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In-brief analysis
Mar 4, 2024

Crude oil processing in China hit a record high in 2023

China crude oil processing (refinery runs)
Data source: China National Bureau of Statistics, Bloomberg L.P.

Crude oil processing, or refinery runs, in China averaged 14.8 million barrels per day (b/d) in 2023, an all-time high. The record processing came as the economy and refinery capacity grew in China following the country’s COVID-19 pandemic responses in 2022.

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In-brief analysis
Feb 29, 2024

The United States remained the largest liquefied natural gas supplier to Europe in 2023

Europe annual LNG imports by exporting country
Data source: CEDIGAZ and the International Group of Liquefied Natural Gas Importers (GIIGNL)
Note: Other includes Angola, Argentina, Australia, Cameroon, Egypt, Equatorial Guinea, Indonesia, Libya, Mozambique, Norway, Oman, Papua New Guinea, Peru, Trinidad and Tobago, United Arab Emirates, and Yemen. LNG=liquefied natural gas

The United States was again the largest supplier of liquefied natural gas (LNG) to Europe (EU-27 and the UK) in 2023, accounting for nearly half of total LNG imports, according to data from CEDIGAZ. Last year marks the third consecutive year in which the United States supplied more LNG to Europe than any other country: 27%, or 2.4 billion cubic feet per day (Bcf/d), of total European LNG imports in 2021; 44% (6.5 Bcf/d) in 2022; and 48% (7.1 Bcf/d) in 2023.

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In-brief analysis
Feb 28, 2024

Henry Hub daily natural gas spot price fell to record lows in February

daily average Henry Hub natural gas spot price
Data source: Refinitiv Eikon
Note: Prices are adjusted for inflation based on the January 2024 Consumer Price Index.

The U.S. benchmark Henry Hub daily natural gas price averaged $1.50 per million British thermal units (MMBtu) on February 20, 2024, the lowest price in inflation-adjusted dollars since at least 1997, according to data from Refinitiv Eikon. High natural gas production, low natural gas consumption, and higher natural gas inventories than the previous five-year (2018–22) average contributed to prices declining for much of 2023 and the first two months of 2024.

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In-depth analysis
Feb 27, 2024

Biomass-based diesel and ethanol compliance credit prices decline 45% from start of year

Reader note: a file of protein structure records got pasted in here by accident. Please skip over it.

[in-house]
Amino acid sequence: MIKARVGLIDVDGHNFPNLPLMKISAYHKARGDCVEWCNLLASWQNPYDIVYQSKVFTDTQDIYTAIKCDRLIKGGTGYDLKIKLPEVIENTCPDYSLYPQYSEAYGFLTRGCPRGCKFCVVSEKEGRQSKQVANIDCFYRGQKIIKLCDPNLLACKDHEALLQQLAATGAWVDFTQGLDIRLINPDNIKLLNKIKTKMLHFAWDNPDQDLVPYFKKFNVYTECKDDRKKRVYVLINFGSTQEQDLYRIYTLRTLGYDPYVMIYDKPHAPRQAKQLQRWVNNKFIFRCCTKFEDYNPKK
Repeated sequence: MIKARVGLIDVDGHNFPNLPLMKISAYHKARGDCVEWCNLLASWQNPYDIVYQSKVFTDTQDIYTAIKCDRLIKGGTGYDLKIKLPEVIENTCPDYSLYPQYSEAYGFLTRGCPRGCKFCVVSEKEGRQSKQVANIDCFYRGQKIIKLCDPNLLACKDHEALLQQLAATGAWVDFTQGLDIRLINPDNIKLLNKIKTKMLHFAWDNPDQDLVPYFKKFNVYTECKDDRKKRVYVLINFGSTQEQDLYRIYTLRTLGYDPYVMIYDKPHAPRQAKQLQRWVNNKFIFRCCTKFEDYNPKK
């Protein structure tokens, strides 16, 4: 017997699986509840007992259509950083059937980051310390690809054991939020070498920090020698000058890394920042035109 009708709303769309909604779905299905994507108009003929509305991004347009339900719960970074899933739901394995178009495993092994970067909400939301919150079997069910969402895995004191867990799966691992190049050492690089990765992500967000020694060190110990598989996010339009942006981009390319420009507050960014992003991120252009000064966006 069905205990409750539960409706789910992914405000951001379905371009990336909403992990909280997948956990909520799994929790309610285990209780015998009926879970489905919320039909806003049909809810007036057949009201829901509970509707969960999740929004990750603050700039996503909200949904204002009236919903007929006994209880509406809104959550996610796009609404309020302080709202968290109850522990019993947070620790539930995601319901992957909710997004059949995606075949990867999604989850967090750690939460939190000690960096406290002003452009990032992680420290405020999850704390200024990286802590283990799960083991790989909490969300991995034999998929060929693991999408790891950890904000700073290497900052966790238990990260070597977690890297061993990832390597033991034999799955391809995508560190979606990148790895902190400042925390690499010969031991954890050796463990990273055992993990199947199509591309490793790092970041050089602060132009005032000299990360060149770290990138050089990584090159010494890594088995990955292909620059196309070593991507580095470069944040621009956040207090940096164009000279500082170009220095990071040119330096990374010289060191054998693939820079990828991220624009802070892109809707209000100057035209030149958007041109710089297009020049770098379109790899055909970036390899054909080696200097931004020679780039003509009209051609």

inflation-adjusted daily spot prices for ethanol and biomass-based diesel RINs

Data source: Oil Price Information Service and U.S. Bureau of Labor Statistics, Consumer Price Index
Note: RIN=renewable identification number. Real dollars are adjusted for inflation.

The price of compliance credits for biomass-based diesel and ethanol has decreased about 45% since the start of the year, when prices were already the lowest in about three years. The decline in the price of credits, known as renewable identification numbers (RINs), is due primarily to lower costs for agricultural feedstocks relative to petroleum fuels, and we expect prices to remain subdued due to record-high credit generation from the production of renewable diesel.

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In-brief analysis
Feb 26, 2024

Wholesale U.S. electricity prices were relatively low in 2023

wholesale electricity prices at select trading hubs
Data source: S&P Global Market Intelligence

After a volatile 2022, average wholesale electricity prices at most major trading hubs in the Lower 48 states generally declined and traded within more narrow price ranges in 2023, according to data from S&P Global Market Intelligence. Prices decreased primarily because of lower natural gas prices, mild temperatures at the start of the year, reduced average electricity loads in many regional markets, and improved hydroelectric conditions in California and the Southwest.

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In-depth analysis
Feb 22, 2024

Use of natural gas-fired generation differs in the United States by technology and region

Share of electricty generation by fuel type (2023)

Data source: U.S. Energy Information Administration, Electricity Power Monthly

Natural gas is the single-largest source of energy used to generate electricity in the United States, making up 43% of electricity generation in 2023. Natural gas-fired power plants accounted for the second-most U.S. generating capacity additions in 2023, trailing only solar. Combined with increasing domestic supply and relatively low natural gas prices, the versatility of natural gas-fired power plants to meet a wide range of requirements across many U.S. markets is one of the main reasons for their growth. However, the dispatchability, efficiency, and broad regional coverage of natural gas-fired power plants vary significantly. In addition, decades of advancements in natural gas turbine efficiency mean that the age of natural gas-fired plants affects how those plants are used.

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In-depth analysis
Feb 21, 2024

U.S. energy flows through Panama Canal rose slightly in January

U.S. liquefied petroleum gas (LPG) and ethane exports through the Panama Canal rose in January 2024 with a return to vessel traffic through the shipping channel as drought conditions eased. Transit volumes of LPG and ethane had fallen in late 2023 amid a historic drought at the Panama Canal.

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In-brief analysis
Feb 20, 2024

Retirements of U.S. electric generating capacity to slow in 2024

U.S. planned utility-scale electric-generating capacity additions
Data source: U.S. Energy Information Administration, Preliminary Monthly Electric Generator Inventory, December 2023